The Surprising Reason You Shouldn’t Bring Camouflage Clothing on a Cruise

Sailing the Caribbean? Consider leaving those camouflage threads at home. Here's what you need to know.

If you’ve been on a cruise before, then you’re probably aware that dress codes are still a thing. In fact, clothing recommendations are quite common, as some of the best cruise lines have formal nights, dress-to-impress evenings and planned costume or themed cruise events. So rules about what you can and cannot wear aren’t abnormal.

As such, packing for a cruise is no easy feat: You’ll need formalwear for nights, pool wear for the day, outfits for excursions and layers for inclement weather. I’m an avid cruise-goer, and there are a number of items I never board a cruise ship without, but there’s also one thing I absolutely never pack for a Caribbean cruise: camouflage clothing.

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Why is camouflage clothing inadvisable?

It actually has nothing to do with the formality of your wardrobe. Camouflage clothing happens to be illegal to wear in many countries that are popular cruise destinations. According to cruise liner Royal Caribbean, Antigua, Barbados, Grenada, Jamaica, St. Lucia and Trinidad and Tobago are among those that prohibit camouflage. And while camouflage print clothing and accessories, as well as military-style clothing, aren’t technically banned onboard cruises, most cruise companies will simply ask you not to pack them to curb any potential issues at ports.

Why is camouflage clothing banned in Caribbean countries?

In most countries that prohibit camouflage, it’s because the disguising clothing is reserved for military personnel only. And it’s important to be respectful of this camouflage-free rule, which I learned while traveling to Nevis about seven years ago. My friend was stopped by hotel staff who advised her to change out of her camouflaged pants if she planned to leave the property. Not understanding the seemingly odd request without any context or explanation, we asked what would happen if she didn’t comply. Their response? She could get fined or arrested. As you can imagine, those cute camo pants were then stuffed into her suitcase for the remainder of our stay.

“It is a concern because of the affiliation with criminal gangs as well as armed forces,” says Lauren Doyle, a second-generation travel advisor and president of boutique travel agency The Travel Mechanic. She says that to avoid any confusion and help curb any potential issues in the future, cruise lines simply advise against bringing it onboard.

Doyle, who has booked many Caribbean cruises for customers, says this information is usually found on a cruise line’s website (which is why it’s important to brush up on cruise tips prior to setting sail), and that many cruise lines will include it in their daily newsletter or app if you’re going to a Caribbean country that prohibits it.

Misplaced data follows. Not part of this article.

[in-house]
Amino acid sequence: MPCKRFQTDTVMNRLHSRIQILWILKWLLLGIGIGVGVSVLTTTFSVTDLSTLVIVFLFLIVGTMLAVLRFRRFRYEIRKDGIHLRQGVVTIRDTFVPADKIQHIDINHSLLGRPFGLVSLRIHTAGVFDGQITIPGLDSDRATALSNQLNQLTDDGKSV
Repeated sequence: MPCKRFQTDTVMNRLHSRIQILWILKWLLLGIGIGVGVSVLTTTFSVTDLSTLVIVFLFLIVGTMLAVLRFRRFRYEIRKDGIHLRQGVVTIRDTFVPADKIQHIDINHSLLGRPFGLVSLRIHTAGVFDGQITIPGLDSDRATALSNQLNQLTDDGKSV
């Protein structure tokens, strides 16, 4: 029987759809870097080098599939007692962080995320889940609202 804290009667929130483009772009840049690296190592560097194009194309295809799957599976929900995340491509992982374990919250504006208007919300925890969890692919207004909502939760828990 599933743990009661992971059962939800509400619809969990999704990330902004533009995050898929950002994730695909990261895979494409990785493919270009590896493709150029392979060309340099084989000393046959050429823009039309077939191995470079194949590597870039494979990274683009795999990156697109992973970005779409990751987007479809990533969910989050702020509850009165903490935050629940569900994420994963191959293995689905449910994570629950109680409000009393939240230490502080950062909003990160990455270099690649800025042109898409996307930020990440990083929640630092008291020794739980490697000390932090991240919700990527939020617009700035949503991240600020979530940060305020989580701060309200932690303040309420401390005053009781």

What to do if you accidentally pack camouflage clothing

If you’ve packed a camo hat, bathing suit, cargo pants or the camouflage backpack you carry, just leave it on the ship, even if you’re unsure of restrictions on what to wear in certain ports of call.

Generally, you can wear camo clothing while you’re onboard, just not during excursions or on land. So if you’ve packed it, go ahead and rock your camo print at the breakfast buffet or on the pool deck (as you ponder those big white balls on the cruise deck). And while you could probably technically wear your camo while chilling on your stateroom balcony, if it’s viewable to the country you’re visiting, it may still be considered disrespectful, so we don’t recommend it.

What else is prohibited on a cruise ship?

There are plenty of things you can’t do on a cruise, but what about things you shouldn’t bring to begin with? There are a few more surprising items Doyle recommends leaving at home. “Small appliances—like hot plates, steamers or irons—are also prohibited, along with electric blankets,” Doyle says. “Also, medical marijuana is not allowed on cruise ships. Drones are not allowed either.”

Each cruise line lists prohibited items on their website, along with some exceptions, so be sure to consult their information before you start packing.

About the expert

  • Lauren Doyle is a second-generation travel advisor and agency owner. She is the president of The Travel Mechanic, a member of Ensemble Travel and has booked many Caribbean cruises for clients.

Source:

  • Royal Caribbean: “11 fun facts about the best Caribbean destinations”
Royal Caribbean Cruises Ecomm Via Royalcaribbean Instagramvia @royalcaribbean/instagram

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Jill Schildhouse
Jill is an award-winning travel writer and editor with 23 years of experience. She covers travel cruises and hospitality for Reader's Digest and regularly contributes to Travel + Leisure, Brides, TripSavvy, Insider, USA Today, Taste of Home, and Southern Living. An avid traveler, Jill has visited 37 countries but makes her home in Phoenix, where she lives with her fiancé and toy schnauzer.